An Israeli startup is trying to combat a common fear for international travelers: getting socked with hundreds or thousands of dollars in unexpected roaming charges for using cellphones away from home.
Cell Buddy aims to turn any smartphone into a local one. Travelers can choose from an array of calling and data plans with carriers in dozens of countries. As a result, they pay local rates — not the pricey fees charged by their wireless carriers at home.
Here's how it will work once the service starts next year: Customers use a universal SIM card provided by Cell Buddy. Travelers turn on their phones and launch a Cell Buddy app once they reach their destination. The app finds local carriers and lets travelers compare prices, data packages, download speeds and other factors. Travelers are assigned a local phone number and can continue to use their regular phone number back home, at regular prices, using the same SIM card.
One major caveat: Cell Buddy's SIM works only with unlocked phones, making it difficult for American travelers who have phones still tied to two-year service contracts. Those phones are locked and won't accept other SIM cards. In addition, Verizon and Sprint use the CDMA cellular standard, and some phones won't work with the more common GSM networks elsewhere.
Cell Buddy's service eliminates the need to order a roaming plan ahead of time, stand in line at the airport to buy a local SIM card or physically switch the cards. Most importantly, it eliminates roaming charges to the home carrier.
Profit margins on roaming charges are immense. Avi Weiss, editor of Israel-based Telecom News, estimated the global roaming market at $50 billion a year. Although many companies are beginning to offer ways to avoid that, Weiss said few customers are aware of their options.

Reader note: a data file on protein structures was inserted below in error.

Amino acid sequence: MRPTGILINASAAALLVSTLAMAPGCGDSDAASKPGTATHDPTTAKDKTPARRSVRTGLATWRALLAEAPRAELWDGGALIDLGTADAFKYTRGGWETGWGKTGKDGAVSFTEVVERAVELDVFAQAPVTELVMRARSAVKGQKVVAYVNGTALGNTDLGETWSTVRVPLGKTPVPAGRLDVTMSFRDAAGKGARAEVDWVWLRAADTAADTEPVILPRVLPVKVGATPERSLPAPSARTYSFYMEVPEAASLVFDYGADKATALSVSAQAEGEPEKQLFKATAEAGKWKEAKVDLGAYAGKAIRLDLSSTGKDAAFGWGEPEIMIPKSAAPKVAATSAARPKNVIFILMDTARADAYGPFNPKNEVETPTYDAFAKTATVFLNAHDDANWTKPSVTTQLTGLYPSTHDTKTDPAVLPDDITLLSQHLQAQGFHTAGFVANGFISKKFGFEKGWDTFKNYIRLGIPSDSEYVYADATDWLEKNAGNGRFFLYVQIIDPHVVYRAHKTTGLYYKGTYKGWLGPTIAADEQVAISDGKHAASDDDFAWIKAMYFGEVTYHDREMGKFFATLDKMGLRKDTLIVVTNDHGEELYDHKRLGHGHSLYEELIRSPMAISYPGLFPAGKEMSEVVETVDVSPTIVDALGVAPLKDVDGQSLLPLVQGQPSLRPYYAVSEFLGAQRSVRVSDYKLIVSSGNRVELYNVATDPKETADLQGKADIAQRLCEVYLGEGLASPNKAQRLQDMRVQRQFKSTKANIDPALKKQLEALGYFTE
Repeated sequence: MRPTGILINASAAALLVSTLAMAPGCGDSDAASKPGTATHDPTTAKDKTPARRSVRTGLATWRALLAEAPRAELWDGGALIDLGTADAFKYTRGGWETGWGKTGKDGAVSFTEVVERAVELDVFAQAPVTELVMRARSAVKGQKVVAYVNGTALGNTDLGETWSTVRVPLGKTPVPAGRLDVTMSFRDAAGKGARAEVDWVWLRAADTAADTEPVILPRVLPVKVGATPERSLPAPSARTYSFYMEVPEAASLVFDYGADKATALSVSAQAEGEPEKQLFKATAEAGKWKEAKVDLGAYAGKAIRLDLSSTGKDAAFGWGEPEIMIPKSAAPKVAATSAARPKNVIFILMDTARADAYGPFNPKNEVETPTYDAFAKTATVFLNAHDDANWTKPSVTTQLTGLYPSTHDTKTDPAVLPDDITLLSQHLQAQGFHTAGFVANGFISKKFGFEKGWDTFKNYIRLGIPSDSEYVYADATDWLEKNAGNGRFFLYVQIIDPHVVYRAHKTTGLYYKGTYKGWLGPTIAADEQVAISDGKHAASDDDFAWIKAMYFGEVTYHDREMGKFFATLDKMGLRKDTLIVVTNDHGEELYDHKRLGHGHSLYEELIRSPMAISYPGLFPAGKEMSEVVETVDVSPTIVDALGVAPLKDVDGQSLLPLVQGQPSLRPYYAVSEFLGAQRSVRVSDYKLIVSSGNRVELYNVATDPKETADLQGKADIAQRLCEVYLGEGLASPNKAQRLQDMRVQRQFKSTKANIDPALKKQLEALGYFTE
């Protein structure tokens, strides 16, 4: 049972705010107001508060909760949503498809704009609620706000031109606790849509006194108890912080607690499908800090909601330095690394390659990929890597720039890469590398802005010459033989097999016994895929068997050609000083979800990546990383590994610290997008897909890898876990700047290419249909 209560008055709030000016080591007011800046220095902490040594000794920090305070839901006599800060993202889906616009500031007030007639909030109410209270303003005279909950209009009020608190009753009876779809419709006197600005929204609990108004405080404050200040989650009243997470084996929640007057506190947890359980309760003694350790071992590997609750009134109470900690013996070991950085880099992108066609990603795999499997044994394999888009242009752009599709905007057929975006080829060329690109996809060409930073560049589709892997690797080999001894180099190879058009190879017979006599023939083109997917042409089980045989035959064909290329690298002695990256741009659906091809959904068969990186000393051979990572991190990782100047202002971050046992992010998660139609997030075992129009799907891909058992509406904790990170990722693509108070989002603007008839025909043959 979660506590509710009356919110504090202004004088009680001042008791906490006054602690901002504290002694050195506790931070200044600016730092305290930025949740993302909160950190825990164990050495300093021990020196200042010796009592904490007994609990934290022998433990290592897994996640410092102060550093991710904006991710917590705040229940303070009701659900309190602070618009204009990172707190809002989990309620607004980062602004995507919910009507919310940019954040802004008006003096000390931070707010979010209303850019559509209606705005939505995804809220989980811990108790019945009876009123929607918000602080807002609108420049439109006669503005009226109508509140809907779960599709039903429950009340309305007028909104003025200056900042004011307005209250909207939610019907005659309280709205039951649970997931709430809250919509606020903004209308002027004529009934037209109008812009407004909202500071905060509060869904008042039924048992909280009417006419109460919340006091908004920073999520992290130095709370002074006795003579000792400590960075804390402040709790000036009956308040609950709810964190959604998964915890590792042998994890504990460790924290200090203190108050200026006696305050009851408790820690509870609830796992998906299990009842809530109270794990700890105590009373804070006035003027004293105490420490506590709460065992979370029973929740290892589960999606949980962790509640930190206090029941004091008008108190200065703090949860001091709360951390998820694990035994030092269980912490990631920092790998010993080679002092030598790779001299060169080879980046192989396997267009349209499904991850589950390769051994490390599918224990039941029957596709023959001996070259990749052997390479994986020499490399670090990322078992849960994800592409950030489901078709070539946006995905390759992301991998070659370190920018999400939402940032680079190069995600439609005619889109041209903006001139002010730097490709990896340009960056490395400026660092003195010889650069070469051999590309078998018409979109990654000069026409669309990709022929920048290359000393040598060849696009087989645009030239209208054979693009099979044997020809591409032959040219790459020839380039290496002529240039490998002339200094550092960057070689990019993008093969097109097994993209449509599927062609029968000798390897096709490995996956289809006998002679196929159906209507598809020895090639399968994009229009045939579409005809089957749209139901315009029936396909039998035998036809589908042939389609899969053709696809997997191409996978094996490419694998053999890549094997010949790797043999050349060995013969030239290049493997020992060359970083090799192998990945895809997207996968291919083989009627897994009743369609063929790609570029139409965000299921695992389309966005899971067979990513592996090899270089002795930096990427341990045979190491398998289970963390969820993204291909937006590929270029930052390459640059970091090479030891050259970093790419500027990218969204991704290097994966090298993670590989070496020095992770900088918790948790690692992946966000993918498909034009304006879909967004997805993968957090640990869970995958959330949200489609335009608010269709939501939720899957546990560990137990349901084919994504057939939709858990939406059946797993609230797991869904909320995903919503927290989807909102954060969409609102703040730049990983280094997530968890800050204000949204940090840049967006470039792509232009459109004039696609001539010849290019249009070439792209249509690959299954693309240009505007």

"When they come back to their homeland, they get a bill shock," Weiss said.
Cell Buddy is not the first company to take aim at roaming charges. In October, U.S. carrier T-Mobile eliminated texting and data fees in more than 100 countries and capped charges for many international voice calls at 20 cents a minute. British carrier 3 has also begun to cap roaming charges.
Several companies sell global SIM cards with pre-paid service, and Canadian company Roamly makes a pay-as-you go SIM card "overlay" that promises savings of up to 80 percent through partnerships with carriers in some 200 countries.
Unlike the others, Cell Buddy makes no money from actual phone usage. Cell Buddy's founder and chairman, Ofir Paz, said he is simply a middleman who connects users with the carrier best suited to their needs — much the way services such as eBay connect customers with merchants.
"I think the big idea over here is that for the first time we created a marketplace," he said. "We let customers and operators meet, and from one hand, these operators can publish their plans and on the other hand, the customers can purchase plans in a very simple and straightforward way."
To use the service, Cell Buddy charges $60 a year or $5 per day. Although travelers can avoid that by shopping for plans themselves, Paz believes the convenience and low rates make the fees reasonable.
"We're giving everyone ... the freedom to choose a carrier easily," he said.